OK, tell me that getting Spielberg’s Biggest Blockbuster of the 1970s AND his Biggest Blockbuster of the 1980s isn’t going to help me win this draft. Plus I have the sequel to his biggest Blockbuster of the 1990s to go along with it. This should be in the bag, but only if you do your part and vote for my slate in the Draft.
There are plenty of posts on this site for this film. Here is a list:
40th Anniversary Jaws Week Posts
My Original Post on the 70s Summer Movie Project
Book Signing with Carl Gottlieb
Last Years Great Screening in a Great Theater
The Lost World: Jurassic Park
Spielberg Blogathon Entry
While I don’t want to support Heather’s Team of films, I do have a link to my vigorous defense of
Indian Jones and the Temple of Doom.
Vote at this link.
When you look at the choices, you’ll know the right thing to do.
Thanks to everyone who voted.
For some reason I was very reluctant to see this film. I’m not a gamer so the franchise doesn’t mean much to me. The two versions starring Angelina Jolie are distant menories after one viewing when the came out, and the trailer made the movie look like a single long chase through the jungle and I saw that last Christmas with “Jumanji“. So imagine my surprise that this turned out to be pretty good.
Alicia Vikander has been on my radar since I first saw her in a ridiculous film “Seventh Son“, from three years ago. Since then she starred in my favorite movie of that year and won an Academy Award. None of that really suggests that she could be an action star, but this film manages to make her pretty believable in that role. One of the things the script manages to do is show that she is frequently lucky rather than invincible. The opening two scenes show her being defeated in a battle in the ring and getting creamed in a bicycle chase. She has her moments but she is also clearly not always going to come out on top. She is also an amateur in this film version. As a nascent treasurer hunter, she is really in pursuit of her father not the contents of a tomb.
I don’t mean to suggest that the story is complex or that there are not a lot of chase scenes. In fact, the plot does seem like a series of action sequences strung together. The most noticeable of which are three chase sequences that take up the first half of the film. The bicycle chase at the beginning is very clever and nicely shot and completely superfluous to the plot. A pursuit across a series of boats in the harbor of Hong Kong, does little to advance the story either. The big chase is the action scene that is so prominently featured in the trailers, and it is that jungle chase that I mentioned earlier. It has some of those Spielberg touches, that add just one more complication as you think the end is within reach. Those play out like a bit of a cliche but they still manage to work.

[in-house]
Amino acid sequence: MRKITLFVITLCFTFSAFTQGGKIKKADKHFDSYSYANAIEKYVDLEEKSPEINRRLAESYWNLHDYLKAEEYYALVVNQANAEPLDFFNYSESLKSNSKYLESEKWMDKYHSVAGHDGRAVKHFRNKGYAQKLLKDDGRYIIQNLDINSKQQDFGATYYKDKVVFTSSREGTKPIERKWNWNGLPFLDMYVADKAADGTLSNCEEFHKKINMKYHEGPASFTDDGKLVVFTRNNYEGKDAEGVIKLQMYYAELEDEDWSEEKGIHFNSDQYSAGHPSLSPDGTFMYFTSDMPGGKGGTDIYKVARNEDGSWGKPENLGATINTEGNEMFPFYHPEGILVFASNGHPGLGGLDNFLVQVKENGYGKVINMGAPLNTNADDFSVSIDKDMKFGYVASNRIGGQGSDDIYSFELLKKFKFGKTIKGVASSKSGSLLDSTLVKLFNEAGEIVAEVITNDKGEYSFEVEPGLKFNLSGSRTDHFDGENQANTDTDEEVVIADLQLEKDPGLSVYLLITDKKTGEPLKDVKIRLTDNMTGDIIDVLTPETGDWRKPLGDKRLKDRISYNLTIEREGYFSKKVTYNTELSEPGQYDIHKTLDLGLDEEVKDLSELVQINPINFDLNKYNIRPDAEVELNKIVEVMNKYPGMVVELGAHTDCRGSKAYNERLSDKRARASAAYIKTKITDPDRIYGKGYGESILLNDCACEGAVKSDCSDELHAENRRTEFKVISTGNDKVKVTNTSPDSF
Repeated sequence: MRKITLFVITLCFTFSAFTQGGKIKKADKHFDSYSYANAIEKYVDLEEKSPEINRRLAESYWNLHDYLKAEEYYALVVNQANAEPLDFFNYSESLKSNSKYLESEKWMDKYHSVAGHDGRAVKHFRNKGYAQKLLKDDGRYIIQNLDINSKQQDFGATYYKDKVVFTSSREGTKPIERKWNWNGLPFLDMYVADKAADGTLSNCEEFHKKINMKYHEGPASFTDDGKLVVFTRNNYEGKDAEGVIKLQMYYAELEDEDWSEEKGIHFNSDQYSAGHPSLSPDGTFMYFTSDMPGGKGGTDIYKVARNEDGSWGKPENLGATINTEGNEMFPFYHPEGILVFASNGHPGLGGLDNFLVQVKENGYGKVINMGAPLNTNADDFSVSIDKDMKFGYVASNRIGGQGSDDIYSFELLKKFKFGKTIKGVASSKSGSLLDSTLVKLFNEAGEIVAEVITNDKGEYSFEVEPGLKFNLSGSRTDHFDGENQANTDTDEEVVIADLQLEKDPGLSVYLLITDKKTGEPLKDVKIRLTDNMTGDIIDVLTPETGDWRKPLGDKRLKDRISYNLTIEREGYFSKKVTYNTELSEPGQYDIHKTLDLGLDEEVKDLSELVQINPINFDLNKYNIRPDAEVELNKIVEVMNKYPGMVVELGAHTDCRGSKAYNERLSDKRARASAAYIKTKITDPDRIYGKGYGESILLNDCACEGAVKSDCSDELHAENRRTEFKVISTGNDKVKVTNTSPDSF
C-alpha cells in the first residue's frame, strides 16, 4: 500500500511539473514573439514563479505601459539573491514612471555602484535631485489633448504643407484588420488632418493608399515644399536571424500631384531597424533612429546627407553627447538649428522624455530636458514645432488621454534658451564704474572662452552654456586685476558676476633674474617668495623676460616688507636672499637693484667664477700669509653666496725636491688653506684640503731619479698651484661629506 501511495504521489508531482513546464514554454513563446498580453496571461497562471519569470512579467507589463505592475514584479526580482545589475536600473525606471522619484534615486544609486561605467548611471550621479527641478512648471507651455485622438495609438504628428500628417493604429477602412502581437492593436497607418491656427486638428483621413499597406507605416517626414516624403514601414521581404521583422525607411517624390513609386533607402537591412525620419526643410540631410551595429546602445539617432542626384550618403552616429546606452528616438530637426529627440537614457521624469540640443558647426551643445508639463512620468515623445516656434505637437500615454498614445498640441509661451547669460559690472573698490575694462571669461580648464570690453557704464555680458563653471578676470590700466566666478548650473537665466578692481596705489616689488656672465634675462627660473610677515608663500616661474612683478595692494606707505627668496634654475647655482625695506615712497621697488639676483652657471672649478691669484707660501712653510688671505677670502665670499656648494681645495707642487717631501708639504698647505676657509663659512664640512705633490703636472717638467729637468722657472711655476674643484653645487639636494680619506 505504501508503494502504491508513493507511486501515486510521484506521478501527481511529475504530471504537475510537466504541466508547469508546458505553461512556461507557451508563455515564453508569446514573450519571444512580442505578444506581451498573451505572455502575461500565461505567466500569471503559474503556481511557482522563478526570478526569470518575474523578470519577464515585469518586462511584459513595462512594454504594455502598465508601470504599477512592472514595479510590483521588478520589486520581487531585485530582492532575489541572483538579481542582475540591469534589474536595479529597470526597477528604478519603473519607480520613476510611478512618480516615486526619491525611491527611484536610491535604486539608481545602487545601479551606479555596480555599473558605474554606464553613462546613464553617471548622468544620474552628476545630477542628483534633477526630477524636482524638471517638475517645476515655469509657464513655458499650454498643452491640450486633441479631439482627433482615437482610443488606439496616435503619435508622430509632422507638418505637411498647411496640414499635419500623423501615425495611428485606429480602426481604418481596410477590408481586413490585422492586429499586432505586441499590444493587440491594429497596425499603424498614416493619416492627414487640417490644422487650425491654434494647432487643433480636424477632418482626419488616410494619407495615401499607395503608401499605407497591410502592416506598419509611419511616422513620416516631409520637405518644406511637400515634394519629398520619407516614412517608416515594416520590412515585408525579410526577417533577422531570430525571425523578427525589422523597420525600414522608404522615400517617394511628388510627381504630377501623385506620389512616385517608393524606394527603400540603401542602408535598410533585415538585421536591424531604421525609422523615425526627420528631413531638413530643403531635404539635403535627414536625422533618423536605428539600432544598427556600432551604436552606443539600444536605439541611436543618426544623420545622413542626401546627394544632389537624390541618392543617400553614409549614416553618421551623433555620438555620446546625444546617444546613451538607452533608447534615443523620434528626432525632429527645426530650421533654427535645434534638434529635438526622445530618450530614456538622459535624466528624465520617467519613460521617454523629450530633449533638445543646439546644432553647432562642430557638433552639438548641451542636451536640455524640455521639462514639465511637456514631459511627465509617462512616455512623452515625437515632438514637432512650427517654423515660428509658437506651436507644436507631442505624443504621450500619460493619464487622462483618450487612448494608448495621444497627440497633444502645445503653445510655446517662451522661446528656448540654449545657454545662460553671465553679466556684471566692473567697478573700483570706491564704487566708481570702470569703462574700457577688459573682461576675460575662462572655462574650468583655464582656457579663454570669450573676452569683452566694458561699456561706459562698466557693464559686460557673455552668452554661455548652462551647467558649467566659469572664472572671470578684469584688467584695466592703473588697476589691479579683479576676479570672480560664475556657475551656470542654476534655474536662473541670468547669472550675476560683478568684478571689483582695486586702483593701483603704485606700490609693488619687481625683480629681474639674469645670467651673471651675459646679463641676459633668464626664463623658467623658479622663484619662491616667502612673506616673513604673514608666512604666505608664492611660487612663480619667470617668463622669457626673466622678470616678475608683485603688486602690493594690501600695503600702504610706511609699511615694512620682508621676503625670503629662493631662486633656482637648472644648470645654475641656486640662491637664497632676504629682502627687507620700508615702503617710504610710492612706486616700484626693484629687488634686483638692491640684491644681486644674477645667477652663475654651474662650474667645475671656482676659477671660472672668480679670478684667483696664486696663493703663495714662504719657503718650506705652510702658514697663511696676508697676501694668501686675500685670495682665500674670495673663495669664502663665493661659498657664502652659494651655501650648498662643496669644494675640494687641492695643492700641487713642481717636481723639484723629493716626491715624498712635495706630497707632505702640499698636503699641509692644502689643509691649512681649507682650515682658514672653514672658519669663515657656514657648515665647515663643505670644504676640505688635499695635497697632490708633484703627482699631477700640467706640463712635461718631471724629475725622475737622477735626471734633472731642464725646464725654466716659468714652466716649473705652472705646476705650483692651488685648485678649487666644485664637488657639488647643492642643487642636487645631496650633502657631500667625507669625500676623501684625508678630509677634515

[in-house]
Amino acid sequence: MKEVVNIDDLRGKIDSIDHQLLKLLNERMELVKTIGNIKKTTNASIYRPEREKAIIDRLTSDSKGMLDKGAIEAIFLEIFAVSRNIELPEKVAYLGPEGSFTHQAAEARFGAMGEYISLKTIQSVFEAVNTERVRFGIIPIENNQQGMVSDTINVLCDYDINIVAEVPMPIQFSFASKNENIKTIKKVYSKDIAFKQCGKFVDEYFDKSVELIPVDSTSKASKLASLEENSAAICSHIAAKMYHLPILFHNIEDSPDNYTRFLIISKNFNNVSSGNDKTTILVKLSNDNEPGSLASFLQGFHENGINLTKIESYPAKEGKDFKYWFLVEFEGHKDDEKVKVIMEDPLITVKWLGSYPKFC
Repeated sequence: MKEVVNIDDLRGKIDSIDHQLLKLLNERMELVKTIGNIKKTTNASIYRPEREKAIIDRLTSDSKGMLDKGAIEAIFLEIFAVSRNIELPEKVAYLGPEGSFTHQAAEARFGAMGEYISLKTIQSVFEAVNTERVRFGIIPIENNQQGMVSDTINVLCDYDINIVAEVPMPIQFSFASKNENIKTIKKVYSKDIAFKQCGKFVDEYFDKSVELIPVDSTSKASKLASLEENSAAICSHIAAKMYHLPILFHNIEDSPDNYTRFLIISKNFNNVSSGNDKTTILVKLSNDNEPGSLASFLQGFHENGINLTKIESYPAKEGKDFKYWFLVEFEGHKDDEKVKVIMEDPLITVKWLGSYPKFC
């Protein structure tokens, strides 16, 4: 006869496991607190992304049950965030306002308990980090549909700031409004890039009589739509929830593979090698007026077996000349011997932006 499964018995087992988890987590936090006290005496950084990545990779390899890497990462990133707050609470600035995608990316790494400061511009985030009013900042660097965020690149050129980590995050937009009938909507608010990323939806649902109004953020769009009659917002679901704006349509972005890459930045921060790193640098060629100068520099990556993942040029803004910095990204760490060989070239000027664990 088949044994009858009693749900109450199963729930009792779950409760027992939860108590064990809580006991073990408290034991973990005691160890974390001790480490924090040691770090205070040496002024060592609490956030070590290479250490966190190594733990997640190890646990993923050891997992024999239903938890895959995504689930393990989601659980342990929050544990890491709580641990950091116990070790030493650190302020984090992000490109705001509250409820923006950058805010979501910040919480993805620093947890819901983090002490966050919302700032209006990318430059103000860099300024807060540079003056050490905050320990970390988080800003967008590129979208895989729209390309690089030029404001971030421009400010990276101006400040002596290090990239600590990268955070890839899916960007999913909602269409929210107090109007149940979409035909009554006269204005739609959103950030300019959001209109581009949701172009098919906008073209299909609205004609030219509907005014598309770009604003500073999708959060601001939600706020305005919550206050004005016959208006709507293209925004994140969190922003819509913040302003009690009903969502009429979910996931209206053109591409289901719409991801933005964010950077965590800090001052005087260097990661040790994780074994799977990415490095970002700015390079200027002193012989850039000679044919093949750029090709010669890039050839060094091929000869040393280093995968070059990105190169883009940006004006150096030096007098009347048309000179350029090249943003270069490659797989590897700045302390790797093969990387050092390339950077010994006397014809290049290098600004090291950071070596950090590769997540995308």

My main reason for wanting to see this is that it features Walton Goggins as the bad guy. We are fans of his work ever since we first came across him in “Justified”. I know that he had some success before that but we know him as Boyd Crowder. Here he is Maithias Vogel, the minion of some vast conspiracy that is attempting to control the world. I’m sure that “Trinity” will feature prominently in any successive films but her it is barely a shadow. Vogel is the villain and as a man trapped on an island, searching for what he thinks is a treasure, surrounded by slaves that he dispatches like swatting a fly, he is appropriately mad-eyed. Goggins has a good voice and speaks in an interesting rhythm when given a chance. Unfortunately here, there is rarely an opportunity. The screenwriters just stick a gun in his hand and move on to another sequence.
The National Treasure/Raiders of the Lost Ark/Mummy vibe is pretty strong. When they finally do enter the Tomb, it was sufficiently booby trapped to make the last section pretty effective. We don’t really get any sense of how Lara Croft figures out the puzzles that she solves. This was especially true of the combination that unlocked the chamber in the first place. I would think that gamers, used to having to solve these sorts of elements to make their games work, would want to have that as part of the process, but the film makers are in a hurry to get to the next piece of exposition or action.
“Tomb Raider” is a brisk two hours with enough story to make the action work, but only barely. Whether or not we get further adventures that the story clearly is setting up is a mystery that could only be discovered by Lara herself. Stay Tuned.